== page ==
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30-70 seems like a decent split...

30% knowledge, 70% behavior...
part of the knowledge is knowing what behavior is good or bad
part of the knowledge is knowing account types, investment types. and government laws
I believe the tougher knowledge requirement is educating oneself about issues specific to them which don't apply to everyone.
Examples might include long term insurance, pensions, where to retire, 72t, knowing why the roth conversion rule is one thing one year, and a different thing the next year... meaning its possible to be educated once, then have to "re-learn" the topic because something changed based on a set of assumptions.

Remember if 75% of the people use 75% of the information, that only applied about half the population. The tough part is knowing if you are part of the 25% of the population, or finding that deeper 25% of information which few people know.
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Old 09-26-2013, 05:12 PM   #7
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I don't know what the % split is, but I agree wholeheartedly. I phrase it a little differently, I submit that the reason unsuccessful (DIY) investors are unsuccessful is lack of discipline more often than lack of investing methodology. The methodology is simple. Here was my last (of several) ill conceived attempt to discuss the topic Poll: Main Reason DIY Investors Have Poor Results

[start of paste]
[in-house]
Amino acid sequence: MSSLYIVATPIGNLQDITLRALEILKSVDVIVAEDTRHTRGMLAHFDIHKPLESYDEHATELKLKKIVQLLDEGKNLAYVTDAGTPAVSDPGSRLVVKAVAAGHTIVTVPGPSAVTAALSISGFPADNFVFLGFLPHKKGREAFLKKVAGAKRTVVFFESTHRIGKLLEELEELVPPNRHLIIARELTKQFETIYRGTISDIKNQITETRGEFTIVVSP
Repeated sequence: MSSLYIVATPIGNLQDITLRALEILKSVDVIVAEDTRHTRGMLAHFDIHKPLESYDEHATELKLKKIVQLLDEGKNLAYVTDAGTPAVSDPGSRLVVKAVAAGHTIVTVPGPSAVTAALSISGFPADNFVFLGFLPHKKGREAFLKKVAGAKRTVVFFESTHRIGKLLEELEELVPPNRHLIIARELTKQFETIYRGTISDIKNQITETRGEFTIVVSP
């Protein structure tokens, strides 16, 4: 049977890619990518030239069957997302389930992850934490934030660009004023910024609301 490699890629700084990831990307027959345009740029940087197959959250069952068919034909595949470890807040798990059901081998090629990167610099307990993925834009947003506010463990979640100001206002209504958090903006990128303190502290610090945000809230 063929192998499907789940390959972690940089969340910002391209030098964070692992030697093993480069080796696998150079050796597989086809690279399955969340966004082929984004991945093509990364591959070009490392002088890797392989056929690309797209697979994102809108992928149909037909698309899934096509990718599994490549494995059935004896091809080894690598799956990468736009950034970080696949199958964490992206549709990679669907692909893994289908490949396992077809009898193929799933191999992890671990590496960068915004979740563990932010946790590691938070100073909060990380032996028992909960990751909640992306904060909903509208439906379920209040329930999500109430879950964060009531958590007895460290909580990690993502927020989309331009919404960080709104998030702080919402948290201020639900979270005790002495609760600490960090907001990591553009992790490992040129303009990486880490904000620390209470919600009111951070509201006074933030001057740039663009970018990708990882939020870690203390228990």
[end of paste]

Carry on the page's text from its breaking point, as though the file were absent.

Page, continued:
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Old 09-27-2013, 03:24 AM   #8
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Originally Posted by 2B View Post
I disagree with your estimate of 20-30% knowledge and research. It really only needs a belief not unlike a religious commitment to basic principles of indexing. I'd lower it to 10% and even that may be too high. In many ways the more you know the more you can cause yourself problems. I wish I had all the money back I've lost in individual stocks, commodities and technical analysis.
Agree and disagree.

Certainly, the more you know, the more you can cause yourself problems is a great truth.

However, I do think that after studying investment carefully, after a time many of us wake up and figure out that it ain't that hard! The problem is that it takes a long time to come to that revelation. I am trying to teach my kids what I have learned so they don't waste as much time as I did. THEN, it becomes a 10%/90% or 1%/99% thing. Discipline is the hard part.
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Old 09-30-2013, 07:21 AM   #9